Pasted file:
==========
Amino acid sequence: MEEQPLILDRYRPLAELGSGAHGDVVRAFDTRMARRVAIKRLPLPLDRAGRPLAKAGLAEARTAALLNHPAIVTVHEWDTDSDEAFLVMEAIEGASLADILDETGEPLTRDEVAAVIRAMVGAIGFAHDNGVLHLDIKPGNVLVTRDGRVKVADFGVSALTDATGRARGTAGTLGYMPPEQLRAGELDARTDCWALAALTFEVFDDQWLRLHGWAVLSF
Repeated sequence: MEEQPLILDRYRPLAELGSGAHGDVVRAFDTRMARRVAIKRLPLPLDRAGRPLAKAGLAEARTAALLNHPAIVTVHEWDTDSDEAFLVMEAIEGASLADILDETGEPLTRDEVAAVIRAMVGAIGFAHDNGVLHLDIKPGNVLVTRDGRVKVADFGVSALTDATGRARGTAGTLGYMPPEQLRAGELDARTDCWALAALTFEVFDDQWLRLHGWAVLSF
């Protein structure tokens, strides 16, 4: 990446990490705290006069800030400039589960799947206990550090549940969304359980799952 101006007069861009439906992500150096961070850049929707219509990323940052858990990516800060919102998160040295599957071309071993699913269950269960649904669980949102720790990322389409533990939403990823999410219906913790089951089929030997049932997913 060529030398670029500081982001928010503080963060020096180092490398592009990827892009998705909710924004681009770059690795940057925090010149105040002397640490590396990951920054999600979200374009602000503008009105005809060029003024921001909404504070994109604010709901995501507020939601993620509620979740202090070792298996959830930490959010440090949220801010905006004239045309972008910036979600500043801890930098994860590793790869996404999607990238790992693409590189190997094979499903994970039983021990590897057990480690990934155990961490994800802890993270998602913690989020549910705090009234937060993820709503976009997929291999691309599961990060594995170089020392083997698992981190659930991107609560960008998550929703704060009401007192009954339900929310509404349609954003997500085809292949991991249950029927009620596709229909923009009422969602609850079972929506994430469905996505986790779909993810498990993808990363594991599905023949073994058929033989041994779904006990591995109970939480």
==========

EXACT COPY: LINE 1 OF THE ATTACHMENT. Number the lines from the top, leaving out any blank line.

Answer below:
Amino acid sequence: MEEQPLILDRYRPLAELGSGAHGDVVRAFDTRMARRVAIKRLPLPLDRAGRPLAKAGLAEARTAALLNHPAIVTVHEWDTDSDEAFLVMEAIEGASLADILDETGEPLTRDEVAAVIRAMVGAIGFAHDNGVLHLDIKPGNVLVTRDGRVKVADFGVSALTDATGRARGTAGTLGYMPPEQLRAGELDARTDCWALAALTFEVFDDQWLRLHGWAVLSF